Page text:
The Financial Conduct Authority is considering whether additional rules and/or guidance are needed to tackle payment protection insurance complaints, following on from a November 2014 Supreme Court ruling.
In January, the regulator announced it would be collecting evidence on PPI trends, using this to assess whether the current approach is continuing to meet its objectives of securing appropriate protection for consumers and enhancing the integrity of the UK’s financial system.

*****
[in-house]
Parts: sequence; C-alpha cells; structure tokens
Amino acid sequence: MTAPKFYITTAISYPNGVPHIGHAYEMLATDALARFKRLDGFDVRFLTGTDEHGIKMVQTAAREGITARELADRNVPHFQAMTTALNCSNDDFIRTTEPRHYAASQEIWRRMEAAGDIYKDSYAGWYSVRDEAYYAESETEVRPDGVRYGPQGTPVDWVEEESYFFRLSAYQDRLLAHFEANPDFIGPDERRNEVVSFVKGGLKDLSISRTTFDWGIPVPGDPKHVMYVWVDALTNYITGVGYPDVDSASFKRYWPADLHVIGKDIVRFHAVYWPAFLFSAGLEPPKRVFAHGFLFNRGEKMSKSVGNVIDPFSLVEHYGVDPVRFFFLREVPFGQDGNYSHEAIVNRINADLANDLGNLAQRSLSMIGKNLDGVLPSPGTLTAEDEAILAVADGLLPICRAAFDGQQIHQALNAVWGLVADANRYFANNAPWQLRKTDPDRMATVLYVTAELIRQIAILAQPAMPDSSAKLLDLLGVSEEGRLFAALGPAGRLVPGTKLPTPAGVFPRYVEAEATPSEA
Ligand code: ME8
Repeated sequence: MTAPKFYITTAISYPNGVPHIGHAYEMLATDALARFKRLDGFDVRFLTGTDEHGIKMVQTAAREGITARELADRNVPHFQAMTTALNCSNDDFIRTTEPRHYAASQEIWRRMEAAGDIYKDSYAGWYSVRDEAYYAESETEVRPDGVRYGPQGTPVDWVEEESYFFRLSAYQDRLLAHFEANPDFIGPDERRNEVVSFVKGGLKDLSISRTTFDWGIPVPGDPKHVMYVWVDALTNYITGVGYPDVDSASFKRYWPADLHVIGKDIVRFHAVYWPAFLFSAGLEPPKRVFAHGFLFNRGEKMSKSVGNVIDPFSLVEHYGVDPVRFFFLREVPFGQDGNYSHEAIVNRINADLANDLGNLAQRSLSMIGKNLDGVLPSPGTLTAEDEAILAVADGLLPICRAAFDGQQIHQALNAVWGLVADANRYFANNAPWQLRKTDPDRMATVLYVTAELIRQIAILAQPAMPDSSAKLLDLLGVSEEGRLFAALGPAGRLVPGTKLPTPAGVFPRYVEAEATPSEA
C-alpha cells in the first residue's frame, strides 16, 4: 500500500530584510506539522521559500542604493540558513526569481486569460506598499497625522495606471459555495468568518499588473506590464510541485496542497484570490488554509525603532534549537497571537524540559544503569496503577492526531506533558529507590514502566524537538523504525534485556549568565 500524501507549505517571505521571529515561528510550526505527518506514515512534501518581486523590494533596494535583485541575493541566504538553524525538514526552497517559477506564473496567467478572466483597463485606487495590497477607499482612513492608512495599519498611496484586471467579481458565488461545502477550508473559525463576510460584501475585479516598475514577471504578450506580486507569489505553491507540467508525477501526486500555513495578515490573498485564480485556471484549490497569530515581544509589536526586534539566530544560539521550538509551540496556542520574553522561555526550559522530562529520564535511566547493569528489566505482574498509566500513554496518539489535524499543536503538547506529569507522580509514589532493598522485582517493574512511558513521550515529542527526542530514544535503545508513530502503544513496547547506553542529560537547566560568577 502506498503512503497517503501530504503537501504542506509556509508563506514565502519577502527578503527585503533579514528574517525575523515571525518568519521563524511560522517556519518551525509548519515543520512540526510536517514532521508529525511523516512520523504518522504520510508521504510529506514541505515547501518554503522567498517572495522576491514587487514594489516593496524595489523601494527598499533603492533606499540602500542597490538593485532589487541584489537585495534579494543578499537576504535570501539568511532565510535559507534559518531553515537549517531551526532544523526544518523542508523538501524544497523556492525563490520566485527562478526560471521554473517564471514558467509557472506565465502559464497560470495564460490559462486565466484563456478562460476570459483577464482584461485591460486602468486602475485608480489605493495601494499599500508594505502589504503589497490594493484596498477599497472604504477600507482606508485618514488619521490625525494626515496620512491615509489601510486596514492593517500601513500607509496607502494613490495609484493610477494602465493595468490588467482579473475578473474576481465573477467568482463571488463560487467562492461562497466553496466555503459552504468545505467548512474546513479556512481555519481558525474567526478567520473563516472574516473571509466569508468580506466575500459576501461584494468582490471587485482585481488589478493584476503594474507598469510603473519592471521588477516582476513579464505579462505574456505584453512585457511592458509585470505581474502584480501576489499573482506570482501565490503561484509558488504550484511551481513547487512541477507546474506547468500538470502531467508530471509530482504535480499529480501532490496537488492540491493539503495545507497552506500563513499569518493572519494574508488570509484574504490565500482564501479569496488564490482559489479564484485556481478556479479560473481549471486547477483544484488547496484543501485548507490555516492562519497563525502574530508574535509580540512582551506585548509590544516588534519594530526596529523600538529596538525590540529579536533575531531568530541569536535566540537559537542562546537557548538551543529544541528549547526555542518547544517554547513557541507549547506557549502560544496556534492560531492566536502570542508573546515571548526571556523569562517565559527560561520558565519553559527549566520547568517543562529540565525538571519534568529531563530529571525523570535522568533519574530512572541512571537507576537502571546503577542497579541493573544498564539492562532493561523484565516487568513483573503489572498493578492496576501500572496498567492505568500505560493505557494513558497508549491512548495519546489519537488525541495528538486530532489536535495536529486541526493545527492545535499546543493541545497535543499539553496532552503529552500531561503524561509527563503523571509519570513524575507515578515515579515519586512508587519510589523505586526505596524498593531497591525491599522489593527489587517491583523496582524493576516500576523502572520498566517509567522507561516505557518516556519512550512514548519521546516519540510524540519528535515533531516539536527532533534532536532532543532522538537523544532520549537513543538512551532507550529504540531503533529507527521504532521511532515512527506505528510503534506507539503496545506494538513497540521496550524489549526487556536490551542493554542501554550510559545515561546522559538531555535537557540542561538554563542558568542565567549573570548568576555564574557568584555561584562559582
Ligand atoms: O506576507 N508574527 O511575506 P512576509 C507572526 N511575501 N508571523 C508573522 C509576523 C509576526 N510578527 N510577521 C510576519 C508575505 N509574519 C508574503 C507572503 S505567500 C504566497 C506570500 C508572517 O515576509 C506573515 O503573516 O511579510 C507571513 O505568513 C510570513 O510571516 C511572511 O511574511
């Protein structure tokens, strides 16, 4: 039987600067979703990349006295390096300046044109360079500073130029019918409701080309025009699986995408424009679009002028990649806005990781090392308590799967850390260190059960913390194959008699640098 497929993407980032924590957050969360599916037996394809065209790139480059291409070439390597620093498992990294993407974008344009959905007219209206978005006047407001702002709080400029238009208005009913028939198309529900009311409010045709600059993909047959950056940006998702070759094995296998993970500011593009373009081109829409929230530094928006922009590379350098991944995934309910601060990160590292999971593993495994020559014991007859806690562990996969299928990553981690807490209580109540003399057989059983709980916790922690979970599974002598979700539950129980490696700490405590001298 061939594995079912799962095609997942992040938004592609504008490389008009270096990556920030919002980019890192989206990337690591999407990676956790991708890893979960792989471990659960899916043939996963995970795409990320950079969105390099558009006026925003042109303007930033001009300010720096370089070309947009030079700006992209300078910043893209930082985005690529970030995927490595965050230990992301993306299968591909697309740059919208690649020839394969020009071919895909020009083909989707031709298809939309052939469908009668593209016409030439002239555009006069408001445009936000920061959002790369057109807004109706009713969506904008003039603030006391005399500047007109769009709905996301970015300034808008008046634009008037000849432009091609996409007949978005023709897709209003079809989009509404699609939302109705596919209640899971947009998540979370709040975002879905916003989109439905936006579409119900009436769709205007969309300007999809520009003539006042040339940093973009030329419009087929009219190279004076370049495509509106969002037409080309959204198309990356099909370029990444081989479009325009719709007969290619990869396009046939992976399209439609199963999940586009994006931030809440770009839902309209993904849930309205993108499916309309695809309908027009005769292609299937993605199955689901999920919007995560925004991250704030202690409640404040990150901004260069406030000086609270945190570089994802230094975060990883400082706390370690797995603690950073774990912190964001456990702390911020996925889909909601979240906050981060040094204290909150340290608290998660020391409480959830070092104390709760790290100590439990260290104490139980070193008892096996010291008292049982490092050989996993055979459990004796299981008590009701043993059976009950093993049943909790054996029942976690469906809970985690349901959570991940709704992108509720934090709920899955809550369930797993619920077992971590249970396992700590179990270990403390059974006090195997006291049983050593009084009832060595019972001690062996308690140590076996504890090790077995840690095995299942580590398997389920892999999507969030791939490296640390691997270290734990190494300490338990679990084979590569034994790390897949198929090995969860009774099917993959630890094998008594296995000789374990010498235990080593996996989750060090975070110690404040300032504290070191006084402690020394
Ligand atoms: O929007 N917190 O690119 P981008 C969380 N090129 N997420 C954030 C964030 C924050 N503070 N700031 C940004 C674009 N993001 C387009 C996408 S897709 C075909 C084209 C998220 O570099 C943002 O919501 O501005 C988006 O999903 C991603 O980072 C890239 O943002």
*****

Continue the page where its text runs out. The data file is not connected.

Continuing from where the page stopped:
The regulator expects to give its view on current trends in PPI complaints in the summer, “making clear any next steps”.
However, it is now considering whether additional safeguards are needed, due to the ruling in the November 2014 Supreme Court ruling in Plevin v Paragon Personal Finance.
The court found that a failure to disclose to a client a large commission payment on a single premium PPI policy made the relationship between a lender and borrower unfair under section 140A of the Consumer Credit Act 1974.
The FCA will be engaging with relevant stakeholders in the coming months in respect of this and it expects to announce its views on this, including next steps, at the same time as existing work.